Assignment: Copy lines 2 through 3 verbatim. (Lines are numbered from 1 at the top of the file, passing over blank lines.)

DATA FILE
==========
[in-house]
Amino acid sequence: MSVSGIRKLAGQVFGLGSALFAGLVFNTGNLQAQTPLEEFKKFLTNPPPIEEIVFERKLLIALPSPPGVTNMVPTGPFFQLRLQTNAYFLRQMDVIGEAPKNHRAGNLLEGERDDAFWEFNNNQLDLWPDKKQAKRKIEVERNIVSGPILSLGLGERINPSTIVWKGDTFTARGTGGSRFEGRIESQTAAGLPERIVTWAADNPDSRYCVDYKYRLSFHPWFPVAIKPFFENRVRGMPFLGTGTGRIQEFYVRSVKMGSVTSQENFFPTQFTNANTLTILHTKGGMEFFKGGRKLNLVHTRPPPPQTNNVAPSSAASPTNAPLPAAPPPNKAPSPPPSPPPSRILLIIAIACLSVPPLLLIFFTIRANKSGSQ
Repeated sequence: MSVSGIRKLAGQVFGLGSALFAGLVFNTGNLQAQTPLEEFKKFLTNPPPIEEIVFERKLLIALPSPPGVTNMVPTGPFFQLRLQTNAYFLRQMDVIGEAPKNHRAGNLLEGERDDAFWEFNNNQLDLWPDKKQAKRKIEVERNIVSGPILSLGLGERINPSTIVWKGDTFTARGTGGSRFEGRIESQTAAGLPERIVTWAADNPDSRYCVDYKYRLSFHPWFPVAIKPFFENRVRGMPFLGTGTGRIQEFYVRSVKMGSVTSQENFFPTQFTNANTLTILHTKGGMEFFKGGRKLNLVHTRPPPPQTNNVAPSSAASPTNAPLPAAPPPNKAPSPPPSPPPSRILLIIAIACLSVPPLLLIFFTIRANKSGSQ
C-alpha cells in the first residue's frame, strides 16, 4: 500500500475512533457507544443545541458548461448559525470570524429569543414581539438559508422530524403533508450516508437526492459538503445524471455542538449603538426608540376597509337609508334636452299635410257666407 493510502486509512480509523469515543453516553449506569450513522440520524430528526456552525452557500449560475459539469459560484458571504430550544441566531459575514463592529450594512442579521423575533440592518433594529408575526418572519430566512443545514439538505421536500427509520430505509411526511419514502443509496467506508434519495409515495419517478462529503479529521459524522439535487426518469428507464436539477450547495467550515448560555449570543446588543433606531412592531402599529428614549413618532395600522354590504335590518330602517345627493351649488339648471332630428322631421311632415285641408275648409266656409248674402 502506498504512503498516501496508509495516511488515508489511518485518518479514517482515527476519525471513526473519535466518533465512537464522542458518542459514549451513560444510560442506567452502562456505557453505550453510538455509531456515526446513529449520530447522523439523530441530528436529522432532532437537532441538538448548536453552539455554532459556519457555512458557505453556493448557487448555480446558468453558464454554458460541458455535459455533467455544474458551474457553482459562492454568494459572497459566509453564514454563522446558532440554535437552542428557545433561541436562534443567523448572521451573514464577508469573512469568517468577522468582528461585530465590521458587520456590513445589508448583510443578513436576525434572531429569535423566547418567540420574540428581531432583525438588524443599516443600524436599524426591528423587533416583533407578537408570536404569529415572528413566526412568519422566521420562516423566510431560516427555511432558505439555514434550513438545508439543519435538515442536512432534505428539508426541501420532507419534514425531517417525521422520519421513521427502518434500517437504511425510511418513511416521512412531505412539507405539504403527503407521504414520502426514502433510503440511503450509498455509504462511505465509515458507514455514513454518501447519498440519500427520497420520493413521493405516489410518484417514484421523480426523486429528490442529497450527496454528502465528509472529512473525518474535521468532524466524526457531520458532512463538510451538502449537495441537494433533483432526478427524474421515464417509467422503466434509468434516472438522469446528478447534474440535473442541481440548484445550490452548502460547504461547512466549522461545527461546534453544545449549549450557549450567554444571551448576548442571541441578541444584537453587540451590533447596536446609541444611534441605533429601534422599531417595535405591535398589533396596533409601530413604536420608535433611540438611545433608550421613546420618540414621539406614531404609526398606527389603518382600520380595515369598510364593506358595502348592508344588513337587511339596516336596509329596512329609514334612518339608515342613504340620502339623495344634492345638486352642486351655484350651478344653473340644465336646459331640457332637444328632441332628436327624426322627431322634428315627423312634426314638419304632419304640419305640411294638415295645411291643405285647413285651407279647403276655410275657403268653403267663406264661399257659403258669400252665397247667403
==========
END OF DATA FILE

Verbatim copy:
Amino acid sequence: MSVSGIRKLAGQVFGLGSALFAGLVFNTGNLQAQTPLEEFKKFLTNPPPIEEIVFERKLLIALPSPPGVTNMVPTGPFFQLRLQTNAYFLRQMDVIGEAPKNHRAGNLLEGERDDAFWEFNNNQLDLWPDKKQAKRKIEVERNIVSGPILSLGLGERINPSTIVWKGDTFTARGTGGSRFEGRIESQTAAGLPERIVTWAADNPDSRYCVDYKYRLSFHPWFPVAIKPFFENRVRGMPFLGTGTGRIQEFYVRSVKMGSVTSQENFFPTQFTNANTLTILHTKGGMEFFKGGRKLNLVHTRPPPPQTNNVAPSSAASPTNAPLPAAPPPNKAPSPPPSPPPSRILLIIAIACLSVPPLLLIFFTIRANKSGSQ
Repeated sequence: MSVSGIRKLAGQVFGLGSALFAGLVFNTGNLQAQTPLEEFKKFLTNPPPIEEIVFERKLLIALPSPPGVTNMVPTGPFFQLRLQTNAYFLRQMDVIGEAPKNHRAGNLLEGERDDAFWEFNNNQLDLWPDKKQAKRKIEVERNIVSGPILSLGLGERINPSTIVWKGDTFTARGTGGSRFEGRIESQTAAGLPERIVTWAADNPDSRYCVDYKYRLSFHPWFPVAIKPFFENRVRGMPFLGTGTGRIQEFYVRSVKMGSVTSQENFFPTQFTNANTLTILHTKGGMEFFKGGRKLNLVHTRPPPPQTNNVAPSSAASPTNAPLPAAPPPNKAPSPPPSPPPSRILLIIAIACLSVPPLLLIFFTIRANKSGSQ